Venezuela: Court approves Chávez inauguration postponement
Well-known for lengthy speeches, Venezuelan President Hugo Chávez has been publicly silent for nearly a month. His inauguration, originally scheduled for Thursday, has been postponed. Critics are calling for new elections.
Venezuela's top court endorsed the postponement of Hugo Chavez's inauguration this week and ruled on Wednesday that the cancer-stricken president and his deputy would continue in their roles, despite a cacophony of opposition complaints.Skip to next paragraph
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Critics had argued the 58-year-old's absence from his own swearing-in ceremony on Jan. 10 meant a caretaker president must be appointed. Chavez has not been seen in public nor heard from in almost a month following surgery in Cuba.
"Right now we cannot say when, how or where the president will be sworn in," Supreme Court Chief Judge Luisa Morales told a news conference.
"As president re-elect there is no interruption of performance of duties ... The inauguration can be carried out at a later date before the Supreme Court."
The decision opens the door in theory for Chavez to remain in office for weeks or months more from a Cuban hospital bed - though there is no evidence he is even conscious.
It leaves the South American country in the hands of Vice President Nicolas Maduro, as de facto leader of the government.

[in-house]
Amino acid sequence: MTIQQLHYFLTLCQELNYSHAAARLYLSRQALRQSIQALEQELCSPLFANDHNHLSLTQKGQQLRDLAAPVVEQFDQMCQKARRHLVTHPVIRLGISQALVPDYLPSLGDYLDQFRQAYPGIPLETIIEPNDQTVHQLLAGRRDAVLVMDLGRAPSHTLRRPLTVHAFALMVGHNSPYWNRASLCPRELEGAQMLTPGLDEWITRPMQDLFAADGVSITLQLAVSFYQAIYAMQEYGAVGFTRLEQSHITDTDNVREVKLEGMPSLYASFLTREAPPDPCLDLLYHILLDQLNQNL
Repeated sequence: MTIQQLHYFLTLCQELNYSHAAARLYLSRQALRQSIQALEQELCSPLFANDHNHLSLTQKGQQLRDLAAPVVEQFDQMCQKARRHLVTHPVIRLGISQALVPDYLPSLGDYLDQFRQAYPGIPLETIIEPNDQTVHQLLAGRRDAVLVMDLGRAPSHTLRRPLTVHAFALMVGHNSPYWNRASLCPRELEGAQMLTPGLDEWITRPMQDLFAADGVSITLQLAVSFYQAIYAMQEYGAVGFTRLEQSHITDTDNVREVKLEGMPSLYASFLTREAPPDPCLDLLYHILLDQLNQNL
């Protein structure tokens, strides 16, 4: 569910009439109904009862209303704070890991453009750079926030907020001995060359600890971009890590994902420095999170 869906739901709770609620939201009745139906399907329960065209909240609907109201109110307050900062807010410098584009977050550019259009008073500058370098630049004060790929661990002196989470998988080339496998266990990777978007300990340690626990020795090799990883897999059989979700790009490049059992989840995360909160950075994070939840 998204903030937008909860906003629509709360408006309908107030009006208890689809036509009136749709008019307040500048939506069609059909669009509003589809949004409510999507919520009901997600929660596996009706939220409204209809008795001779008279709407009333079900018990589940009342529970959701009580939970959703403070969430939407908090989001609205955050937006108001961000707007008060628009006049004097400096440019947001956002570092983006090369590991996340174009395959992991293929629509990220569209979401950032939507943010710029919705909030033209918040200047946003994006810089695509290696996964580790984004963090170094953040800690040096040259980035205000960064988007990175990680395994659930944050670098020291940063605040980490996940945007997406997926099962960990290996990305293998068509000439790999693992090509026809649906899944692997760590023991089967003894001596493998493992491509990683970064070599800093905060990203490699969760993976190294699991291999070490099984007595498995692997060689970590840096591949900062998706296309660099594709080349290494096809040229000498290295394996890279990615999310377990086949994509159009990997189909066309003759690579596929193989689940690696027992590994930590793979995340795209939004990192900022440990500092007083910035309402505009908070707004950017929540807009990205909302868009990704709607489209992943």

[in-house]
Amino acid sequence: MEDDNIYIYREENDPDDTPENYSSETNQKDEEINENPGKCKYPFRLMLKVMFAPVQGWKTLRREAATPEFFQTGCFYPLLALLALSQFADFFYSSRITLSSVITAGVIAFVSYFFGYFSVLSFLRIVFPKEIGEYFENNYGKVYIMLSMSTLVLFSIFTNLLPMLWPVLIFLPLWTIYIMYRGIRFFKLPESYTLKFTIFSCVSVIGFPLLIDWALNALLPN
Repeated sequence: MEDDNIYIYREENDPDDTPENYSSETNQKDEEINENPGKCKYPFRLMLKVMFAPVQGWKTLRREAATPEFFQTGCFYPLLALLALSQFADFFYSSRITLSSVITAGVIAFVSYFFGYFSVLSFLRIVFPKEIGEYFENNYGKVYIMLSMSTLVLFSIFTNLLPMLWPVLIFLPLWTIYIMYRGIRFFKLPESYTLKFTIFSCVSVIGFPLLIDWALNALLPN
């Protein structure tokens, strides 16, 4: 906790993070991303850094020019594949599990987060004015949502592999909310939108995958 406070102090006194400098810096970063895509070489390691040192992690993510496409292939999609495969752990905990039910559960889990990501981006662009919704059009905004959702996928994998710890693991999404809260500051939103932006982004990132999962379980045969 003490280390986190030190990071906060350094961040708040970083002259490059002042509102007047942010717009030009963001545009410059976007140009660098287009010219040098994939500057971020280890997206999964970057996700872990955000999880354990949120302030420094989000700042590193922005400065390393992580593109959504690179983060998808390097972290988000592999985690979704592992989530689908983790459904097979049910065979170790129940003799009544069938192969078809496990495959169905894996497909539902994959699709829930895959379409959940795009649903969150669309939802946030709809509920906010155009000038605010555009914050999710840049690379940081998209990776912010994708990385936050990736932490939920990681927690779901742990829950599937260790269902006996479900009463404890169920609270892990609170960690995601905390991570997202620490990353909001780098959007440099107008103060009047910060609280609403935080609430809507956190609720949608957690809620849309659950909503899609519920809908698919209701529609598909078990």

The opposition say that is a brazen violation of the constitution, and that Maduro should leave office on Thursday when the current presidential term had been due to expire.
They say National Assembly boss Diosdado Cabello, another powerful Chavez ally, should take over the running of the country while new elections would be organized within 30 days.
Maduro would be the ruling Socialist Party's candidate.
Government leaders insist Chavez, 58, is fulfilling his duties as head of state, even though official medical bulletins say he suffered complications after the surgery, including a severe lung infection, and has had trouble breathing.
His resignation or death would transform politics in the OPEC nation, where he is revered by poor supporters thankful for his social largesse, but denounced by opponents as a dictator.
Rally planned for Thursday
Opposition leader Henrique Capriles, who lost a presidential election to Chavez in October, said the Supreme Court had become politicized under the socialist leader's administration.
"The tribunal gave an interpretation (of the constitution) in order to solve a problem that the government has," Capriles told a news conference.